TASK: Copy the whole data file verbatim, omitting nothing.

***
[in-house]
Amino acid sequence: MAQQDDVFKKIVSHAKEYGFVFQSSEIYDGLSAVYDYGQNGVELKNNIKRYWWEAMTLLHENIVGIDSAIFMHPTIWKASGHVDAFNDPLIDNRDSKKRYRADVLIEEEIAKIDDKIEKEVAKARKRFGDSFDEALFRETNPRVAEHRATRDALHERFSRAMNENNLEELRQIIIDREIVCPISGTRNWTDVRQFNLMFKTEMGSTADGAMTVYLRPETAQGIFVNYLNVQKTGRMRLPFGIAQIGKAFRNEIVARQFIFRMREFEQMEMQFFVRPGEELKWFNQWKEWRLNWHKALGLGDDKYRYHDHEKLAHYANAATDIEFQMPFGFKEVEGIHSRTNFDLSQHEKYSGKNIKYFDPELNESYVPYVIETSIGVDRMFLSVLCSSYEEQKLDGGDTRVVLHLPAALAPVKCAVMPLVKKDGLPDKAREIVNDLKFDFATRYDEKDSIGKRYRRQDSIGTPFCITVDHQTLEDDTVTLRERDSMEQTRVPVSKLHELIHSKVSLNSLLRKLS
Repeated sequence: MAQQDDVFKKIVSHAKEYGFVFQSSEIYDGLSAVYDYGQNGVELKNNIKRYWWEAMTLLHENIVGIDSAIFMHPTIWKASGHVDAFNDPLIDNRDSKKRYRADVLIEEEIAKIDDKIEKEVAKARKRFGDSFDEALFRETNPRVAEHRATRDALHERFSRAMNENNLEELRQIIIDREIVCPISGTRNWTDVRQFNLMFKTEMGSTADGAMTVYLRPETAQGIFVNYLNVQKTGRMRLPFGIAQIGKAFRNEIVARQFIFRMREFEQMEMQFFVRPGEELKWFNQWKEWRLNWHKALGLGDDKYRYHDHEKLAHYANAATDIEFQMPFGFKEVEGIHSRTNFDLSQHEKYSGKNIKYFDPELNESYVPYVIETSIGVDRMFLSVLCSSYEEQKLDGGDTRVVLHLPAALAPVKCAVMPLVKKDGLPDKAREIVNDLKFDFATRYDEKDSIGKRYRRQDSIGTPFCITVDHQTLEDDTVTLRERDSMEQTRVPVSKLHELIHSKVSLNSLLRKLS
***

[in-house]
Amino acid sequence: MAQQDDVFKKIVSHAKEYGFVFQSSEIYDGLSAVYDYGQNGVELKNNIKRYWWEAMTLLHENIVGIDSAIFMHPTIWKASGHVDAFNDPLIDNRDSKKRYRADVLIEEEIAKIDDKIEKEVAKARKRFGDSFDEALFRETNPRVAEHRATRDALHERFSRAMNENNLEELRQIIIDREIVCPISGTRNWTDVRQFNLMFKTEMGSTADGAMTVYLRPETAQGIFVNYLNVQKTGRMRLPFGIAQIGKAFRNEIVARQFIFRMREFEQMEMQFFVRPGEELKWFNQWKEWRLNWHKALGLGDDKYRYHDHEKLAHYANAATDIEFQMPFGFKEVEGIHSRTNFDLSQHEKYSGKNIKYFDPELNESYVPYVIETSIGVDRMFLSVLCSSYEEQKLDGGDTRVVLHLPAALAPVKCAVMPLVKKDGLPDKAREIVNDLKFDFATRYDEKDSIGKRYRRQDSIGTPFCITVDHQTLEDDTVTLRERDSMEQTRVPVSKLHELIHSKVSLNSLLRKLS
Repeated sequence: MAQQDDVFKKIVSHAKEYGFVFQSSEIYDGLSAVYDYGQNGVELKNNIKRYWWEAMTLLHENIVGIDSAIFMHPTIWKASGHVDAFNDPLIDNRDSKKRYRADVLIEEEIAKIDDKIEKEVAKARKRFGDSFDEALFRETNPRVAEHRATRDALHERFSRAMNENNLEELRQIIIDREIVCPISGTRNWTDVRQFNLMFKTEMGSTADGAMTVYLRPETAQGIFVNYLNVQKTGRMRLPFGIAQIGKAFRNEIVARQFIFRMREFEQMEMQFFVRPGEELKWFNQWKEWRLNWHKALGLGDDKYRYHDHEKLAHYANAATDIEFQMPFGFKEVEGIHSRTNFDLSQHEKYSGKNIKYFDPELNESYVPYVIETSIGVDRMFLSVLCSSYEEQKLDGGDTRVVLHLPAALAPVKCAVMPLVKKDGLPDKAREIVNDLKFDFATRYDEKDSIGKRYRRQDSIGTPFCITVDHQTLEDDTVTLRERDSMEQTRVPVSKLHELIHSKVSLNSLLRKLS